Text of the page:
Why is my AC unit squealing?
When transitioning from winter to spring weather, it could mean any number of things when your air conditioning unit needs some routine maintenance. Cleaning and maintaining is one thing, but what if after all that there is still a high-pitched squealing noise? What could this sound mean and is there an easy way to fix it?
If you’re experiencing this issue, it is likely one of three things: the bearings on your condenser fan’s motor, the belt connecting the motor to the blower has slipped, or it’s actually not a problem at all. Click here to read more.
How lightning strikes affect your air conditioner
No matter the time of year, a thunderstorm can be unnerving for pets, children, and those who fear the loud boom of thunder and the bright flash of lightning. Even more frightening is the idea that a nearby lightning strike can affect your home’s electrical wiring, including your HVAC unit. Arkansas has 100 days of precipitation a year on average, which means it’s highly likely that a nearby lightning strike during a thunderstorm can damage electrical and plumbing fixtures. Click here to read more.
Why does my AC unit smell funny when I turn it on?
When getting into our summer months, it might be a good time to bring up the topic that a lot of you may be wondering about: the odor that is emitted from your HVAC unit. More than likely, you are using your air conditioner on a more regular basis as summer progresses. You may have noticed that there is a strange odor when you run your unit. What sort of odor is it? Click here to read more.
Why is my air conditioner leaking water?
Homeowners sometimes experience water leaking around their indoor air conditioner near the furnace. You may uncover your AC leaking because your air is not blowing as cold or you see a visible leak. There are a number of possible causes:
- First, there could be a stopped up drain often caused by dirt dauber nests clogging the pipe that drains the cooling systems outside or sludge can build up.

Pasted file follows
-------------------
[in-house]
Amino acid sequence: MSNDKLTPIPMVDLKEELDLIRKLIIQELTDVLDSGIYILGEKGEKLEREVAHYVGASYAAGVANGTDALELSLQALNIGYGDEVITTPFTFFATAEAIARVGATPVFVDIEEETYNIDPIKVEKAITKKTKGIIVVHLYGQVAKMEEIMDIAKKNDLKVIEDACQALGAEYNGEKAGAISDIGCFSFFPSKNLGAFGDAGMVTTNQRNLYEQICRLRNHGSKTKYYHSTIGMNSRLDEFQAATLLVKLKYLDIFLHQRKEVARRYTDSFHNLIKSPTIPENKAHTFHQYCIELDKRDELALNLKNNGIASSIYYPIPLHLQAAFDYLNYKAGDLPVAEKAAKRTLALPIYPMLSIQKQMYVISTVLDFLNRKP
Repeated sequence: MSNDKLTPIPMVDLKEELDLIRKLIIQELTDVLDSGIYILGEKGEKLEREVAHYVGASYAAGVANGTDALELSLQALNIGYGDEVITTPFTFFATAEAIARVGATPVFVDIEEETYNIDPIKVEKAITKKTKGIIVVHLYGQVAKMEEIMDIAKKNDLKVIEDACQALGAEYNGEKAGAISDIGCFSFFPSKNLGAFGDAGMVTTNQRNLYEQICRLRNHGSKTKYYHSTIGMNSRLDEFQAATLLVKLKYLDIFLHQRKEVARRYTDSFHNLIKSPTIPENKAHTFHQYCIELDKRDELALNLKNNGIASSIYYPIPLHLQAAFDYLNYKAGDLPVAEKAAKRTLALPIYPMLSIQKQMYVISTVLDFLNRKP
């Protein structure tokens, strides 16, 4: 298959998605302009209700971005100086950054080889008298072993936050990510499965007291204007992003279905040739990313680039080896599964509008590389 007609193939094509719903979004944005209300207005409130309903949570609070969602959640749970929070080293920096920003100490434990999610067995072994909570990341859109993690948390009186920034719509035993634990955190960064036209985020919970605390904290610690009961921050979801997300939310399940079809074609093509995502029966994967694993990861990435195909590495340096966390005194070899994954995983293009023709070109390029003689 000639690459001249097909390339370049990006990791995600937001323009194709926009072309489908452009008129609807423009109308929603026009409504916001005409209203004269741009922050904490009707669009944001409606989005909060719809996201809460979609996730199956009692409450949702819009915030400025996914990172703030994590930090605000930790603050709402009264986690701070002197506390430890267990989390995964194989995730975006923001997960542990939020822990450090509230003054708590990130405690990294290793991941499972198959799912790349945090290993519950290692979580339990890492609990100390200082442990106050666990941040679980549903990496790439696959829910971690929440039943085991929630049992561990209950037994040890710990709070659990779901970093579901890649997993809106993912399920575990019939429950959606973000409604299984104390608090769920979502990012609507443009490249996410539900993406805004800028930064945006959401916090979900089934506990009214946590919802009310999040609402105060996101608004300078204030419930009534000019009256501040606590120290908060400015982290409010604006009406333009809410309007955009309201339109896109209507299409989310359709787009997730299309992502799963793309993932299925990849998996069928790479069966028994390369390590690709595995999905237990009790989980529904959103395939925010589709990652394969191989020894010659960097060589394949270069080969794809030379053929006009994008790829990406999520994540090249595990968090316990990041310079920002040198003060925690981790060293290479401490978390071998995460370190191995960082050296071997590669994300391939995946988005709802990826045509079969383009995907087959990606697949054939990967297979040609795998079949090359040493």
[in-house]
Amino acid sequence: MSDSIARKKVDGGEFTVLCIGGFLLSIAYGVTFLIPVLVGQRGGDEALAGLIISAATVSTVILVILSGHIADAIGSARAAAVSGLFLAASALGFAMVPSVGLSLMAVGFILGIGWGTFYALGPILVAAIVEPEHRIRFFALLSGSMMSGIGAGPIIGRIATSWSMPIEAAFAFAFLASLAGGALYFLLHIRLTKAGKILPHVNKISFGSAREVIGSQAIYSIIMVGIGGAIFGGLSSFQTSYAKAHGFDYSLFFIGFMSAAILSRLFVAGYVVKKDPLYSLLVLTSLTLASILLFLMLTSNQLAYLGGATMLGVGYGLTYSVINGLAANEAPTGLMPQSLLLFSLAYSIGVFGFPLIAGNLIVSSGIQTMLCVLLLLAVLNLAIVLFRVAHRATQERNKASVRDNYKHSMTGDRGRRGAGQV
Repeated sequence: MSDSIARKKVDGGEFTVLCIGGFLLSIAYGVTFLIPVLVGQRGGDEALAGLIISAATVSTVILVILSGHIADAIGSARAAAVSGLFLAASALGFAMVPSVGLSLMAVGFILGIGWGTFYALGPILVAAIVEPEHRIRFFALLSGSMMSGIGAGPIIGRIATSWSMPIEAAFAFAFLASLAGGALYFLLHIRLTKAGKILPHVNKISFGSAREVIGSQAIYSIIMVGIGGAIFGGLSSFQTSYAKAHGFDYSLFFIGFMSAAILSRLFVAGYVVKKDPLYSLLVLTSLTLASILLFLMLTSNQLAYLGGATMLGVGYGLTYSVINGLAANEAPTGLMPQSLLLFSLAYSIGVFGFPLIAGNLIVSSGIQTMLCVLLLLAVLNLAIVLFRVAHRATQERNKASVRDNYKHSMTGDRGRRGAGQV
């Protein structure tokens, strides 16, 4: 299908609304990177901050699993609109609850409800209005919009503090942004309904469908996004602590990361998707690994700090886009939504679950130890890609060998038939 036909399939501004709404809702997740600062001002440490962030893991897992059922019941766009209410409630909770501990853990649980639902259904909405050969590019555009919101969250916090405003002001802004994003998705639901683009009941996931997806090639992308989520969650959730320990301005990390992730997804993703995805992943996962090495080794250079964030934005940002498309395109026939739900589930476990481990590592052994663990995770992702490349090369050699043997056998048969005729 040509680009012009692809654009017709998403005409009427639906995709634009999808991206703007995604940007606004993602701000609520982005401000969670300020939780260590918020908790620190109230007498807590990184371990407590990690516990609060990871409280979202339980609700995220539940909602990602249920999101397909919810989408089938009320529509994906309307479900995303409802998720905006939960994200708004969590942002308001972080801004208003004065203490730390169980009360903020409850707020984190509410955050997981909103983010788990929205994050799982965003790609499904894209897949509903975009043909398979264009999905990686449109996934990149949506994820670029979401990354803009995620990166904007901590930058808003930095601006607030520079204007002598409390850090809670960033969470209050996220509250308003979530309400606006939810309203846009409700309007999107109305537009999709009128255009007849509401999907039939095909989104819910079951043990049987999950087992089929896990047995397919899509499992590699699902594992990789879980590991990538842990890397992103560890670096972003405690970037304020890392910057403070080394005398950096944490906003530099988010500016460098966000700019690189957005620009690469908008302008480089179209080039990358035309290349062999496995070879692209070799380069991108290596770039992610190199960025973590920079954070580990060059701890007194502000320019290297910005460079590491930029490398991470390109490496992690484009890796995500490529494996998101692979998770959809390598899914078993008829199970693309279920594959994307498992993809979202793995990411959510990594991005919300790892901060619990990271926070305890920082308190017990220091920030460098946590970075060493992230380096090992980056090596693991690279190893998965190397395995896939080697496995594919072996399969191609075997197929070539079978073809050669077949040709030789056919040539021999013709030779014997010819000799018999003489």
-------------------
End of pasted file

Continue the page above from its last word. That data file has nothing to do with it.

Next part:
- Second, the AC unit may have a dirty filter that needs to be replaced. This may be affecting the AC’s performance and causing the leak.
- Finally, there could be a refrigerant leak which could lead to larger problems, such as water damage if the refrigerant leak combined with a water leak freezes up the AC (during cold months) and the melting leaks water when the weather warms up.
AC unit cannot maintain temperature set on thermostat
Sometimes, you might notice you have turned on your air conditioner and it runs continuously but does not get cold. This could be a sign of a problem with the blower, the compressor, the condenser fan motor, the capacitor, or the contactor.
It is hard to say what the exact problem without seeing it in person. So many different variables and factors can go into diagnosing a problem of this magnitude. We recommend you call an HVAC technician. We can get your system and running within 2-3 days.
Blower is running but condenser won’t come on
If you notice your AC unit is coming on but is not blowing cold air, you’re not alone. This can be a common problem that usually involves a contactor or capacitor issue. There are a number of things you can do to troubleshoot the problem, such as:
- Make sure the thermostat is set to cool – Although it might seem obvious, checking to make sure something with your thermostat settings hasn’t changed would be the first step to ensuring there is not a problem with your air conditioner. Once you’ve established it’s set to cool, change the temperature five degrees lower than the indoor temperature to test that it’s working.
- Look for a blown fuse or tripped circuit breaker – If you experienced a power surge, it may have tripped a circuit breaker or you may have blown a fuse which, in turn, affected your air conditioning.
- Check your main electrical panel – On older homes, you might look for a “fuse box” whereas newer homes have a circuit panel. In a fuse box, you will need to replace your blown fuse. On a circuit breaker, however, you will want to flip the tripped circuit to the “off” position and then back to the “on” position to reactivate it.
- If there are no issues with the main electrical panel, you should check the shutoff box near the AC. You might try to replace the fuse in order to fix your issue.
If none of the above methods provides a temporary fix to the problem, it is important to call your cooling repair company in order to identify other problems. Although a unit pulling in too much electricity may be a small problem, a larger problem such as a system that short circuits or overheats may signal a bigger problem with more costly repairs or one that requires replacement all altogether.
Why is my air conditioner frozen?
You wake up one morning and find your home isn’t as cool as it was yesterday. When you check on your system, you see it’s frozen – literally – with ice on it. Determining what went wrong with your frozen air conditioner is an important first step.
One of the reasons it might have frozen up is restricted airflow from around the evaporation coil. What might cause blocked airflow? Common culprits include a dirty air filter, clogged ducts, inefficient blower motors, and debris buildup on your evaporator coil. Combine the blocked airflow with moisture already in the air and you’re sure to see evidence of ice buildup. Other causes may include:
- Refrigerant leak or low levels of refrigerant in the line
- Frozen internal systems if the air conditioner runs when the temperature drops below 60 degrees